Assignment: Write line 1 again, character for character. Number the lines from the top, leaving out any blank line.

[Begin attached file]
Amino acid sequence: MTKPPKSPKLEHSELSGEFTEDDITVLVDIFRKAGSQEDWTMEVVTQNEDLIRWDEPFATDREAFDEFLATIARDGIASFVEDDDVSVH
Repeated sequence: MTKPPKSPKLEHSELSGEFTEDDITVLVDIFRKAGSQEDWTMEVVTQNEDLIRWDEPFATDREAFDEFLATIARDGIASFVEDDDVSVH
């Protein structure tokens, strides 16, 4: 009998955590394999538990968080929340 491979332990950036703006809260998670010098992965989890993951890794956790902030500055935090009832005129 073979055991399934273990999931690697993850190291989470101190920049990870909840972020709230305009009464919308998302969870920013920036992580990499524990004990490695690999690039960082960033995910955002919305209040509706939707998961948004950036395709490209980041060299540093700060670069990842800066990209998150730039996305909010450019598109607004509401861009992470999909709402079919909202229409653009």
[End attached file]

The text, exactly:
Amino acid sequence: MTKPPKSPKLEHSELSGEFTEDDITVLVDIFRKAGSQEDWTMEVVTQNEDLIRWDEPFATDREAFDEFLATIARDGIASFVEDDDVSVH